Themepark owner swept up in ASX carnage
THEME PARK owner Ardent Leisure has lost close to half its value today after withdrawing market guidance last week for its Main Event business.
By 2.50pm shares in the Dreamworld owner had fallen 46.5 per cent, or 17 cents, to just 19.5c - wiping $81.54 million off the company's market capitalisation.
It followed Ardent shares falling by 6.4 per cent on Friday to close at 36.5c.
The company announced on Friday that because of coronavirus it was withdrawing its FY20 earnings guidance for its Main Event business, which runs entertainment centres in the US.
It said it expects the impact of coronavirus to continue for longer than first thought.
"Both Main Event and Theme Parks are pursuing a range of mitigating actions in response to the downturn in guest attendance," it said.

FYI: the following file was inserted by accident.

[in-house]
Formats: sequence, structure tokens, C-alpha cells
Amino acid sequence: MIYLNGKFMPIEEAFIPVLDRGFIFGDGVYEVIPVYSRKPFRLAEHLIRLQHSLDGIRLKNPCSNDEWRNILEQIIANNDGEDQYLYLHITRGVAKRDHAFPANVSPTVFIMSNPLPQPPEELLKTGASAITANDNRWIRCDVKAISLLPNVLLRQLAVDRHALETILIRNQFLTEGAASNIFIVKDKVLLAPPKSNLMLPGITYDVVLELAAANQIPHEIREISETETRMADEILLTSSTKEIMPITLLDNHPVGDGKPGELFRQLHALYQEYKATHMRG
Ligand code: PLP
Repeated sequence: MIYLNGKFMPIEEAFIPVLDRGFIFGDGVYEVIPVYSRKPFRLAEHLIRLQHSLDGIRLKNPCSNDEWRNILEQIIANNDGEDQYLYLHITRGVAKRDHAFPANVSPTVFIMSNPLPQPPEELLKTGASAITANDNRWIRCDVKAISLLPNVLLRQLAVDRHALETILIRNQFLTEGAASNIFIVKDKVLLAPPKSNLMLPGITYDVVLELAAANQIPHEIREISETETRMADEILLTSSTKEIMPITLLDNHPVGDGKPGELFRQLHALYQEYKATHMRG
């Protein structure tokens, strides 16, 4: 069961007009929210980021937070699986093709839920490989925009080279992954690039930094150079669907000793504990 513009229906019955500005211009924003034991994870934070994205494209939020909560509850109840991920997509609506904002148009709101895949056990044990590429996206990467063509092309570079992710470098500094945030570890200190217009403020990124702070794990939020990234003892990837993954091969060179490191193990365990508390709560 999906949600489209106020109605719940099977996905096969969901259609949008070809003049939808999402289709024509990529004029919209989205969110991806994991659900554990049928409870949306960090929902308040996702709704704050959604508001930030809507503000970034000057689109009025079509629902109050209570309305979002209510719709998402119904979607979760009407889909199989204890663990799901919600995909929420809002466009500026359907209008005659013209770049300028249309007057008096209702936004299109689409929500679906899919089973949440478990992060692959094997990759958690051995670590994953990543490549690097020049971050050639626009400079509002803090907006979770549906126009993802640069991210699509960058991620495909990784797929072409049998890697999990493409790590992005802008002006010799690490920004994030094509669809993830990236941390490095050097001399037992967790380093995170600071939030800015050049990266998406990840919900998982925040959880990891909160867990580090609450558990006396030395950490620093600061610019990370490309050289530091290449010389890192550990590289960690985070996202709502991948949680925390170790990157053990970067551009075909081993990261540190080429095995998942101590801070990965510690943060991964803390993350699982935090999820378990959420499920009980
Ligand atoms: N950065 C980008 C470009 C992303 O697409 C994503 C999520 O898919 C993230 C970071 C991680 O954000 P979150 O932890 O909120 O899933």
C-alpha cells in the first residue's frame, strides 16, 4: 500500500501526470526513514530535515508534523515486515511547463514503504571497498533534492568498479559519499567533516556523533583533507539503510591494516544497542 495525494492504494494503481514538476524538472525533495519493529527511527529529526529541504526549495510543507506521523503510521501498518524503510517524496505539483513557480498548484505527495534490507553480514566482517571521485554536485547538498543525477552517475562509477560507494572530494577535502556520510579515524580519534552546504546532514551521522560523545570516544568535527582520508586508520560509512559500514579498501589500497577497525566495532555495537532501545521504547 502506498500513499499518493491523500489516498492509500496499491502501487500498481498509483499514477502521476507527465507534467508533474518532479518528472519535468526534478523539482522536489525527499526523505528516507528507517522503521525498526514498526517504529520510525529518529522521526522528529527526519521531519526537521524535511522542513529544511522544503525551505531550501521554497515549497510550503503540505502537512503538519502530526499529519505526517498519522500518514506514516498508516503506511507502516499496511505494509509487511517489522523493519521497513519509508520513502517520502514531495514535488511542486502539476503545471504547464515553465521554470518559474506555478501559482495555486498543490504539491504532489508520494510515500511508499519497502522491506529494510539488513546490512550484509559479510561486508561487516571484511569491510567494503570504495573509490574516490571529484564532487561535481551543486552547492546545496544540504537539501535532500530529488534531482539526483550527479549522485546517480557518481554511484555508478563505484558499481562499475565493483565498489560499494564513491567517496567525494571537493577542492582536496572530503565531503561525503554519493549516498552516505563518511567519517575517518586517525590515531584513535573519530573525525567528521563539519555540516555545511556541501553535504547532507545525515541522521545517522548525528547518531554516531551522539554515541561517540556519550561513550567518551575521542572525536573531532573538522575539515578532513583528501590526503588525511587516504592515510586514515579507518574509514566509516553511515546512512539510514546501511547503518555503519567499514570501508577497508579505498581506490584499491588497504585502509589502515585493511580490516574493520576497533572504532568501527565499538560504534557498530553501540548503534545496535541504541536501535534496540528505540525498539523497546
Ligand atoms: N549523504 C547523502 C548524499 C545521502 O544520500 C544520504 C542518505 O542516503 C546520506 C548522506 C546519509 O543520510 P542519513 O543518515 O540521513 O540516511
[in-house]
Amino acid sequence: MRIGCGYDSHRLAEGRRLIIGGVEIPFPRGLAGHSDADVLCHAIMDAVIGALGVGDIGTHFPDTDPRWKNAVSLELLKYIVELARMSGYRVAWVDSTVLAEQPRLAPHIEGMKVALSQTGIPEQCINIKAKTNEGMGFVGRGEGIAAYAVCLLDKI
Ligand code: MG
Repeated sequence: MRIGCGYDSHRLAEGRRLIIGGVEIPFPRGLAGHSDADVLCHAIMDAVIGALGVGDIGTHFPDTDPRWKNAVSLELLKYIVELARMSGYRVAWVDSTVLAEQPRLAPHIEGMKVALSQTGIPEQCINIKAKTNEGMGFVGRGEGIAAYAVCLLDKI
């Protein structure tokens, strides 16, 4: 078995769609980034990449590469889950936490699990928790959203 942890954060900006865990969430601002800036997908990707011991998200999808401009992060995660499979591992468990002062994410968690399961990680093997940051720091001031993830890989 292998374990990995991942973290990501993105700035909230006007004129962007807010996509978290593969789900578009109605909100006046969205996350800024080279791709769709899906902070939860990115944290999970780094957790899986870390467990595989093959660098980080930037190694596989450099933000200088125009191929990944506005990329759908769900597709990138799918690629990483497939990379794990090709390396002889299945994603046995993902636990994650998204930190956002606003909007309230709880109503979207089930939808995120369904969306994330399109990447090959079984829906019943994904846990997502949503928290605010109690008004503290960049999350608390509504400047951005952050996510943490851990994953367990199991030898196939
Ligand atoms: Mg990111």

"These include adjusting operating costs, deferring non-essential capital investment, and reviewing other non-critical business activities and discretionary expenses. The Theme Parks division will continue to focus marketing efforts on the domestic market in the short to medium term."
Casino operator Star Group was another company to see its stock lose value.
In intraday trading it lost 22 per cent of its value, or 59 cents, to fall to $2.04.
The share slump wiped $538 million off the company's market capitalisation.
Ardent Leisure isn't the only theme park operator to see its share price plunge.
On Friday Village Roadshow shares plummeted 17 per cent, wiping $87.83 million off the company's market value.
Shares fell today a further 12 per cent to $1.90, losing 26 cents.
Australia's share market was down more than five per cent at noon amid a chaotic stream of coronavirus news including rate cuts, travel bans, profit warnings, flight reductions and cash injections.
The benchmark S & P/ASX200 was down 291.3 points, or 5.26 per cent, at 5,248 at noon AEDT despite rate cuts to ease coronavirus financial pain by the Fed Reserve and other central banks.
The broader All Ordinaries index sank 290.7 points, or 5.2 per cent, to 5,300 as big financial stocks led the entire market down.
The Reserve Bank of Australia will give the banking system extra liquidity through its market operations as part of a package to ensure businesspeople and householders have access to credit.